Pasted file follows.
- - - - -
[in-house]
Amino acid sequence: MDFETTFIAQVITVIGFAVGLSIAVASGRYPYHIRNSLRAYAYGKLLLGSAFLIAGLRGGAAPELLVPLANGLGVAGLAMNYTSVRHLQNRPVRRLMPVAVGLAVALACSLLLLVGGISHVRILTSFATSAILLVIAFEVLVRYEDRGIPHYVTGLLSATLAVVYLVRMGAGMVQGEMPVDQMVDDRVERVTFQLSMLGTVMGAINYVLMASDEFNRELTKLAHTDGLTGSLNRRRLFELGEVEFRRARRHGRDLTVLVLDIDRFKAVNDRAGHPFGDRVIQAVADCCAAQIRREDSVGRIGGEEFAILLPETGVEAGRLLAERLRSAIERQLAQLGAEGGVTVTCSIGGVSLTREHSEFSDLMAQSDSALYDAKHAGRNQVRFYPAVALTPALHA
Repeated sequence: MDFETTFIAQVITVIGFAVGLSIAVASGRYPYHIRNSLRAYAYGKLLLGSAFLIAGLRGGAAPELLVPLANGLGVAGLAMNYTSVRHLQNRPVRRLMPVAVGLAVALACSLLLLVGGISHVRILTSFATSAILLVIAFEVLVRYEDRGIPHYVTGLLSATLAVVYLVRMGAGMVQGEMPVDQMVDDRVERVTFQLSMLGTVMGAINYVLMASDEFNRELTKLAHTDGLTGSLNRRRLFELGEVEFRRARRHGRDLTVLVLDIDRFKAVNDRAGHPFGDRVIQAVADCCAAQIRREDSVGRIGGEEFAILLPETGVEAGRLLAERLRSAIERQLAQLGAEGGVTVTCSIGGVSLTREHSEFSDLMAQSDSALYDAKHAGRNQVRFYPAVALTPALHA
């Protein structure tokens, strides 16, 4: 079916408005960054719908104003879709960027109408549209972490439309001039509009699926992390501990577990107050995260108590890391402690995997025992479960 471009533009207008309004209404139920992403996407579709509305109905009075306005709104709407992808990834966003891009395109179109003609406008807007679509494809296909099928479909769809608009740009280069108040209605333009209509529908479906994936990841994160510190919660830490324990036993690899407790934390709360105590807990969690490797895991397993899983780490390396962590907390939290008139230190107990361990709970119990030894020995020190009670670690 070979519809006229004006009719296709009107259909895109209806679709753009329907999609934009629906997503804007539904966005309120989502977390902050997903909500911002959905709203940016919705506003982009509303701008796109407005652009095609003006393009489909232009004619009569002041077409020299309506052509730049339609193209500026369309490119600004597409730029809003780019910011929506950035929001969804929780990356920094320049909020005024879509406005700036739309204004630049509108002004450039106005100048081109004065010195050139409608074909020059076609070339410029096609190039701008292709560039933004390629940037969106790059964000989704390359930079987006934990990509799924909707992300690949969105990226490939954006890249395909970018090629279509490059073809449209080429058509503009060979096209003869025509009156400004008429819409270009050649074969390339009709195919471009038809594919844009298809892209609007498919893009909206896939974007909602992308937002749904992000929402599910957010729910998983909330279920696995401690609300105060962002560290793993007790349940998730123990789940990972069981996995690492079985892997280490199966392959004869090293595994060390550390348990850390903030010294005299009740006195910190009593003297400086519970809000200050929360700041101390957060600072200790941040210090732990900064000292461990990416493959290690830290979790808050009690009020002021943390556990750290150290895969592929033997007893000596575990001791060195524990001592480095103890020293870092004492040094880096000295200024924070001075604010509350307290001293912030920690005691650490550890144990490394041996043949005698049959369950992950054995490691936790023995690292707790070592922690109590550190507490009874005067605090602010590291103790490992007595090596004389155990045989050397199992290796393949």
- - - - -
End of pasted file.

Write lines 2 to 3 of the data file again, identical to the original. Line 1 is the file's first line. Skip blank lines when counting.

Amino acid sequence: MDFETTFIAQVITVIGFAVGLSIAVASGRYPYHIRNSLRAYAYGKLLLGSAFLIAGLRGGAAPELLVPLANGLGVAGLAMNYTSVRHLQNRPVRRLMPVAVGLAVALACSLLLLVGGISHVRILTSFATSAILLVIAFEVLVRYEDRGIPHYVTGLLSATLAVVYLVRMGAGMVQGEMPVDQMVDDRVERVTFQLSMLGTVMGAINYVLMASDEFNRELTKLAHTDGLTGSLNRRRLFELGEVEFRRARRHGRDLTVLVLDIDRFKAVNDRAGHPFGDRVIQAVADCCAAQIRREDSVGRIGGEEFAILLPETGVEAGRLLAERLRSAIERQLAQLGAEGGVTVTCSIGGVSLTREHSEFSDLMAQSDSALYDAKHAGRNQVRFYPAVALTPALHA
Repeated sequence: MDFETTFIAQVITVIGFAVGLSIAVASGRYPYHIRNSLRAYAYGKLLLGSAFLIAGLRGGAAPELLVPLANGLGVAGLAMNYTSVRHLQNRPVRRLMPVAVGLAVALACSLLLLVGGISHVRILTSFATSAILLVIAFEVLVRYEDRGIPHYVTGLLSATLAVVYLVRMGAGMVQGEMPVDQMVDDRVERVTFQLSMLGTVMGAINYVLMASDEFNRELTKLAHTDGLTGSLNRRRLFELGEVEFRRARRHGRDLTVLVLDIDRFKAVNDRAGHPFGDRVIQAVADCCAAQIRREDSVGRIGGEEFAILLPETGVEAGRLLAERLRSAIERQLAQLGAEGGVTVTCSIGGVSLTREHSEFSDLMAQSDSALYDAKHAGRNQVRFYPAVALTPALHA